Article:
Microsoft cuts number of countries that will have Xbox One by Christmas
Some European gamers to get coal in their stockings
Microsoft has said it won’t be able to meet its initial goal of launching the Xbox One in 21 countries before Christmas, and some European buyers won’t see the console until 2014 at the earliest.
At the console's coming-out party at the E3 conference this year, Microsoft said it was planning to get the console out in 21 countries worldwide in time for the traditional Christmas sales period. This has now been cut to just 13, but those who preordered the console will get a free game to make up for the disappointment.
"While we wish we could launch Xbox One simultaneously in these markets, there are many factors that determine the timing of specific market launches," said the Xbox leadership team in a blog post.
"This includes work to localize the Xbox One dash, incorporate additional voice and languages, and build partnerships to bring apps and meaningful local content to each country. We understand this will be disappointing news for our fans in the impacted countries, and we are doing everything we can to bring Xbox One to you as soon as possible next year."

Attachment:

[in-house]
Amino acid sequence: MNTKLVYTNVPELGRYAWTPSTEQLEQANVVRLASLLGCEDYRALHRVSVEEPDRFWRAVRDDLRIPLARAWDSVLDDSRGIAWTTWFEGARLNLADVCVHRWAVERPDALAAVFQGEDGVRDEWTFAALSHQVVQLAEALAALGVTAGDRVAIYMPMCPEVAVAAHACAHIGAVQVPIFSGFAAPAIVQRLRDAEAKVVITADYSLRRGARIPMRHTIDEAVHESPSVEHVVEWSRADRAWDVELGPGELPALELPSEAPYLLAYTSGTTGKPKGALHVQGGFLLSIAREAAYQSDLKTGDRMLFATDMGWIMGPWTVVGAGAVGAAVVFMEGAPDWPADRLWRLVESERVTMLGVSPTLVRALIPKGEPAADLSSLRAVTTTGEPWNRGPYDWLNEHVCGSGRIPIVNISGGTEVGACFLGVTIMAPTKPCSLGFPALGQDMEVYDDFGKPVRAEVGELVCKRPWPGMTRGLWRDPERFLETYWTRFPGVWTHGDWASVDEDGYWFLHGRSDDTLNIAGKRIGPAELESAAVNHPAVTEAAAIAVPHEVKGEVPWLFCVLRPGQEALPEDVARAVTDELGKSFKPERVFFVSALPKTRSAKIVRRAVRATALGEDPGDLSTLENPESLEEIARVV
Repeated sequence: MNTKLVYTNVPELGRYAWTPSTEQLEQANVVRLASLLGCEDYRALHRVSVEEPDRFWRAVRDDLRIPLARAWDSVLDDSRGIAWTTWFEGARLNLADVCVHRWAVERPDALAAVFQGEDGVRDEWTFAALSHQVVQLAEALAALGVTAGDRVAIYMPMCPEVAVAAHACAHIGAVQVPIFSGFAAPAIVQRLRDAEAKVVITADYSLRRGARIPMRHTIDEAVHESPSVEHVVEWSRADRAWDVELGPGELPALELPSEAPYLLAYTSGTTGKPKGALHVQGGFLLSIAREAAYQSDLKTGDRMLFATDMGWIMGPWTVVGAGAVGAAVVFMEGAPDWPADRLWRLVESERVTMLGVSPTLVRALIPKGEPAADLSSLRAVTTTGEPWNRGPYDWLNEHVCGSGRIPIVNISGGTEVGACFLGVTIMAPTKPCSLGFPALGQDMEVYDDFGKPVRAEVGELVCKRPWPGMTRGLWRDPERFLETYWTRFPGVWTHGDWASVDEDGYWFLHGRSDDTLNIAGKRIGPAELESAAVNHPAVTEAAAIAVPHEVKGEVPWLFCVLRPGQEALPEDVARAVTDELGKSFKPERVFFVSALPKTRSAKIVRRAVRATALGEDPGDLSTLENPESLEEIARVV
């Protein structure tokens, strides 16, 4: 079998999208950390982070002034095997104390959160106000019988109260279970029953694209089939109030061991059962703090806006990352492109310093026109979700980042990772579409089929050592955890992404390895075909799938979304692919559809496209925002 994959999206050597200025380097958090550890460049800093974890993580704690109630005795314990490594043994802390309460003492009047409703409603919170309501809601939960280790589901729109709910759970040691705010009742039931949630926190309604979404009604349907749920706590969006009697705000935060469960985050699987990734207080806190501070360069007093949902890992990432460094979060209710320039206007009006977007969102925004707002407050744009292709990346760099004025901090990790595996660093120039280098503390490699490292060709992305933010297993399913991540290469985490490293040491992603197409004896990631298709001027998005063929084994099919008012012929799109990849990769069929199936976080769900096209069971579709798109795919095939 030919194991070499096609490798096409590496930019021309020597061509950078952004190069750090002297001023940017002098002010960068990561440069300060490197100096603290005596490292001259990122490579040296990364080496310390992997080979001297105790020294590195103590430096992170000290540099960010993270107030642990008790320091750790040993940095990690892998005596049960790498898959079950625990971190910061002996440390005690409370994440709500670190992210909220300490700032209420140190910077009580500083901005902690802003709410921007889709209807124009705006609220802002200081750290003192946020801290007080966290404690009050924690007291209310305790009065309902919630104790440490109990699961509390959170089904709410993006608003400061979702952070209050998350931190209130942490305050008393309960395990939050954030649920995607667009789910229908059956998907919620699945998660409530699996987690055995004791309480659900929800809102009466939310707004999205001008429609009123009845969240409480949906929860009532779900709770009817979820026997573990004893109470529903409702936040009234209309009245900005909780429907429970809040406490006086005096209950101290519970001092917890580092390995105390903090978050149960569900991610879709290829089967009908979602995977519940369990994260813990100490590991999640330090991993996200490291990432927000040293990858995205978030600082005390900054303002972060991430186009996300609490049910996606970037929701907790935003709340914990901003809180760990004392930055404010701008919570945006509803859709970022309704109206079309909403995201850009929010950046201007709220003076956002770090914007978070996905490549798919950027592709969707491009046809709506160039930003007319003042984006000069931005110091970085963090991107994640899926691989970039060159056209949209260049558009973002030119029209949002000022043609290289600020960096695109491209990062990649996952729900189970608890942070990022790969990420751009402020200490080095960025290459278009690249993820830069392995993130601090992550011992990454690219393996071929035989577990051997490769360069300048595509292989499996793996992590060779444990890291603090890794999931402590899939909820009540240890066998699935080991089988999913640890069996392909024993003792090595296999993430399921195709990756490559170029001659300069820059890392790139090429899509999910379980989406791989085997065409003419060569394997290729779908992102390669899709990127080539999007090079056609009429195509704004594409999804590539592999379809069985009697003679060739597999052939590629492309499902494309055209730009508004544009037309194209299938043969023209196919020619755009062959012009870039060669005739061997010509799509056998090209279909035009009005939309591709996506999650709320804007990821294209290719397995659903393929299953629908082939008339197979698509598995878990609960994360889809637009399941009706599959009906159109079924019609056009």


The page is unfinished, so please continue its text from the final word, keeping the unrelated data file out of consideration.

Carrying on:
The Xbox One will now be released in November in Australia, Austria, Brazil, Canada, France, Germany, Ireland, Italy, Mexico, Spain, the United Kingdom, the United States, and New Zealand.
Gamers in Belgium, Denmark, Finland, the Netherlands, Norway, Russia, Sweden, and Switzerland will have to wait until 2014, although Redmond says the console will be out in those countries "as soon as possible."
It's only the latest reversal for Microsoft's controversial new gaming console. Earlier, the company was forced to drop plans for an always-on internet requirement after an outcry from gamers (although some claimed to like the DRM system).
Microsoft has also changed the specs of the Xbox One slightly, beefing up its graphics processing, and it has reversed its policy on the console's Kinect motion sensor. Previously, the sensor – which is so precise that Microsoft claims it can measure your heartbeat – had to be attached to the console. Redmond has now backed down from this and will allow Kinect to be turned off.
Microsoft is already at a $100 price disadvantage to Sony's PS4 and has said it will be charging for most of the new features promised with the forthcoming console, including recording in-game action and using Microsoft's engine to find suitable playing partners online.
Xbox One has had a rocky road thus far, and Wednesday's announcement will hurt its support among gamers in Europe. That support can no doubt be won back, but Redmond does seem to be making a rod for its own back with this launch. ®